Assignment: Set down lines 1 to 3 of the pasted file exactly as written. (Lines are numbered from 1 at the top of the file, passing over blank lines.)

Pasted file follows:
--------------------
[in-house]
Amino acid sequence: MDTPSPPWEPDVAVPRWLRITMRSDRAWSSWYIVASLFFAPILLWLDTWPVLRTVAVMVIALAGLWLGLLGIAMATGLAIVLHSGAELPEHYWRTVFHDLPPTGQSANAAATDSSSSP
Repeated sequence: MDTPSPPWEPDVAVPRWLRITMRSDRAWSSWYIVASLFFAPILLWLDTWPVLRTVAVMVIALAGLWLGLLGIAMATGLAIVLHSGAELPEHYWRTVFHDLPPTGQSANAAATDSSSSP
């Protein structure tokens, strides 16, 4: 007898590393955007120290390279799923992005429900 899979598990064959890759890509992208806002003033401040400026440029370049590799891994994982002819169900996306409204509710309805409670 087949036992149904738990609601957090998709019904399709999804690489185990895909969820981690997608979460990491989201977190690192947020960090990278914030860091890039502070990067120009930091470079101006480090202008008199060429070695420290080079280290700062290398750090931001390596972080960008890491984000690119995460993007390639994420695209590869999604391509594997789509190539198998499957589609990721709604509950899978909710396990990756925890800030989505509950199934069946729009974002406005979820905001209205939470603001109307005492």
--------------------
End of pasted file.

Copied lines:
[in-house]
Amino acid sequence: MDTPSPPWEPDVAVPRWLRITMRSDRAWSSWYIVASLFFAPILLWLDTWPVLRTVAVMVIALAGLWLGLLGIAMATGLAIVLHSGAELPEHYWRTVFHDLPPTGQSANAAATDSSSSP
Repeated sequence: MDTPSPPWEPDVAVPRWLRITMRSDRAWSSWYIVASLFFAPILLWLDTWPVLRTVAVMVIALAGLWLGLLGIAMATGLAIVLHSGAELPEHYWRTVFHDLPPTGQSANAAATDSSSSP